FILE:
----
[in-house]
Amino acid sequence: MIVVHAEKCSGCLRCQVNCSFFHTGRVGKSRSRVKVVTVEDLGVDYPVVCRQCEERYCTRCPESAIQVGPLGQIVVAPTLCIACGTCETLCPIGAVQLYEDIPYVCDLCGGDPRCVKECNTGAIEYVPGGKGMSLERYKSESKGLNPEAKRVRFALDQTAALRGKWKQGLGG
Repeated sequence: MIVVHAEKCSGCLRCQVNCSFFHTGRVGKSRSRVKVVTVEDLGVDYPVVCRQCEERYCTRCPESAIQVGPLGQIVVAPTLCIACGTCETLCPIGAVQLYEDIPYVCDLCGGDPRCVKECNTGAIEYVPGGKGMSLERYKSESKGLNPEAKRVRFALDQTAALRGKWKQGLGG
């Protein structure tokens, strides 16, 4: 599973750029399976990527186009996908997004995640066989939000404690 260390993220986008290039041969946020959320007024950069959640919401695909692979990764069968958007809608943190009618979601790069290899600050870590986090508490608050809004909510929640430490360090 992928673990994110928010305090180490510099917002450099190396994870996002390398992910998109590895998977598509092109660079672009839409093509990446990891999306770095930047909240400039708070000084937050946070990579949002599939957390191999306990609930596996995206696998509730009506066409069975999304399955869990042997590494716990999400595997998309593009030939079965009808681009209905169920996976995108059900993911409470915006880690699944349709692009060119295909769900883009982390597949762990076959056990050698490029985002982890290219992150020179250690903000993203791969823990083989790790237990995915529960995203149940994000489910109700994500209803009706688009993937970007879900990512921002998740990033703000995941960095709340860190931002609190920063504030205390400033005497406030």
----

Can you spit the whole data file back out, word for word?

[in-house]
Amino acid sequence: MIVVHAEKCSGCLRCQVNCSFFHTGRVGKSRSRVKVVTVEDLGVDYPVVCRQCEERYCTRCPESAIQVGPLGQIVVAPTLCIACGTCETLCPIGAVQLYEDIPYVCDLCGGDPRCVKECNTGAIEYVPGGKGMSLERYKSESKGLNPEAKRVRFALDQTAALRGKWKQGLGG
Repeated sequence: MIVVHAEKCSGCLRCQVNCSFFHTGRVGKSRSRVKVVTVEDLGVDYPVVCRQCEERYCTRCPESAIQVGPLGQIVVAPTLCIACGTCETLCPIGAVQLYEDIPYVCDLCGGDPRCVKECNTGAIEYVPGGKGMSLERYKSESKGLNPEAKRVRFALDQTAALRGKWKQGLGG
């Protein structure tokens, strides 16, 4: 599973750029399976990527186009996908997004995640066989939000404690 260390993220986008290039041969946020959320007024950069959640919401695909692979990764069968958007809608943190009618979601790069290899600050870590986090508490608050809004909510929640430490360090 992928673990994110928010305090180490510099917002450099190396994870996002390398992910998109590895998977598509092109660079672009839409093509990446990891999306770095930047909240400039708070000084937050946070990579949002599939957390191999306990609930596996995206696998509730009506066409069975999304399955869990042997590494716990999400595997998309593009030939079965009808681009209905169920996976995108059900993911409470915006880690699944349709692009060119295909769900883009982390597949762990076959056990050698490029985002982890290219992150020179250690903000993203791969823990083989790790237990995915529960995203149940994000489910109700994500209803009706688009993937970007879900990512921002998740990033703000995941960095709340860190931002609190920063504030205390400033005497406030």